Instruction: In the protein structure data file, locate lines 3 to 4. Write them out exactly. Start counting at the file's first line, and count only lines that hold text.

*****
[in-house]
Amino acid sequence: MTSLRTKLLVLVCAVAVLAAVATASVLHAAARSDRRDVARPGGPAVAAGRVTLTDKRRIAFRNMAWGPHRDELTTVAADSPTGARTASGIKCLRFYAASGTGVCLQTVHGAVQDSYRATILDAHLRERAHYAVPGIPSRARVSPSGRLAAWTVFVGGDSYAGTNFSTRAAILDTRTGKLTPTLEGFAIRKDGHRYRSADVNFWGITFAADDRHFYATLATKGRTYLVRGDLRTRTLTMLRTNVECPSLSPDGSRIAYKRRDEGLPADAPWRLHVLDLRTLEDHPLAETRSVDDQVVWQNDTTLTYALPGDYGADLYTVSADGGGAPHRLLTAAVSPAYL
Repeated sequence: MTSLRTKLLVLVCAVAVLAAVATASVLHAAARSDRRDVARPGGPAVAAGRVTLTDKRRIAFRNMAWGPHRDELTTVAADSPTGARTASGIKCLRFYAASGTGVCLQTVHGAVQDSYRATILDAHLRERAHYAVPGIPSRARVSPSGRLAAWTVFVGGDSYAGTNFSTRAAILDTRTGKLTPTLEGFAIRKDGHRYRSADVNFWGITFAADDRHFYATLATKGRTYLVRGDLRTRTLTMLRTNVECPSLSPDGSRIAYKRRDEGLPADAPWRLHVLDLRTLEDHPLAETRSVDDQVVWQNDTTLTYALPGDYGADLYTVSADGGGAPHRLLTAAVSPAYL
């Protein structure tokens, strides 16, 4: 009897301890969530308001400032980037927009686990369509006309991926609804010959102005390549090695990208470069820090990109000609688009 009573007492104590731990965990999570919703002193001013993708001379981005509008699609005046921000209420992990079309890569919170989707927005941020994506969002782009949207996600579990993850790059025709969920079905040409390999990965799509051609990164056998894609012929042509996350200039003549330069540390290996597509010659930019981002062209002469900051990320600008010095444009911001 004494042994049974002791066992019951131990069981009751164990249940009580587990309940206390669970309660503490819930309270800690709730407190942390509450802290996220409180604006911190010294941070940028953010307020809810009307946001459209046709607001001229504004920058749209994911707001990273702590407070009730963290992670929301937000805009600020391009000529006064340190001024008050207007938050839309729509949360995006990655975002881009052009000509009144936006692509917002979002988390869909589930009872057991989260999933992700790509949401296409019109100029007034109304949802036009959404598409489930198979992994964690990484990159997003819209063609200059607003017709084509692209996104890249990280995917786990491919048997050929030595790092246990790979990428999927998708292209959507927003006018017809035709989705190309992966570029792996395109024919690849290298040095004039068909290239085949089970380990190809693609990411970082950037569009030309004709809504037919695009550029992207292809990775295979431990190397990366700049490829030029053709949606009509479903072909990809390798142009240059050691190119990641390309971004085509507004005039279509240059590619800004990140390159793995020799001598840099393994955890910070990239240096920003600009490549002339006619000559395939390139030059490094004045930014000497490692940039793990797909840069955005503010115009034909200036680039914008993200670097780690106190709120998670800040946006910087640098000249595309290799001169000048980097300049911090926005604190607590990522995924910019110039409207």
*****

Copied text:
Repeated sequence: MTSLRTKLLVLVCAVAVLAAVATASVLHAAARSDRRDVARPGGPAVAAGRVTLTDKRRIAFRNMAWGPHRDELTTVAADSPTGARTASGIKCLRFYAASGTGVCLQTVHGAVQDSYRATILDAHLRERAHYAVPGIPSRARVSPSGRLAAWTVFVGGDSYAGTNFSTRAAILDTRTGKLTPTLEGFAIRKDGHRYRSADVNFWGITFAADDRHFYATLATKGRTYLVRGDLRTRTLTMLRTNVECPSLSPDGSRIAYKRRDEGLPADAPWRLHVLDLRTLEDHPLAETRSVDDQVVWQNDTTLTYALPGDYGADLYTVSADGGGAPHRLLTAAVSPAYL
């Protein structure tokens, strides 16, 4: 009897301890969530308001400032980037927009686990369509006309991926609804010959102005390549090695990208470069820090990109000609688009 009573007492104590731990965990999570919703002193001013993708001379981005509008699609005046921000209420992990079309890569919170989707927005941020994506969002782009949207996600579990993850790059025709969920079905040409390999990965799509051609990164056998894609012929042509996350200039003549330069540390290996597509010659930019981002062209002469900051990320600008010095444009911001 004494042994049974002791066992019951131990069981009751164990249940009580587990309940206390669970309660503490819930309270800690709730407190942390509450802290996220409180604006911190010294941070940028953010307020809810009307946001459209046709607001001229504004920058749209994911707001990273702590407070009730963290992670929301937000805009600020391009000529006064340190001024008050207007938050839309729509949360995006990655975002881009052009000509009144936006692509917002979002988390869909589930009872057991989260999933992700790509949401296409019109100029007034109304949802036009959404598409489930198979992994964690990484990159997003819209063609200059607003017709084509692209996104890249990280995917786990491919048997050929030595790092246990790979990428999927998708292209959507927003006018017809035709989705190309992966570029792996395109024919690849290298040095004039068909290239085949089970380990190809693609990411970082950037569009030309004709809504037919695009550029992207292809990775295979431990190397990366700049490829030029053709949606009509479903072909990809390798142009240059050691190119990641390309971004085509507004005039279509240059590619800004990140390159793995020799001598840099393994955890910070990239240096920003600009490549002339006619000559395939390139030059490094004045930014000497490692940039793990797909840069955005503010115009034909200036680039914008993200670097780690106190709120998670800040946006910087640098000249595309290799001169000048980097300049911090926005604190607590990522995924910019110039409207």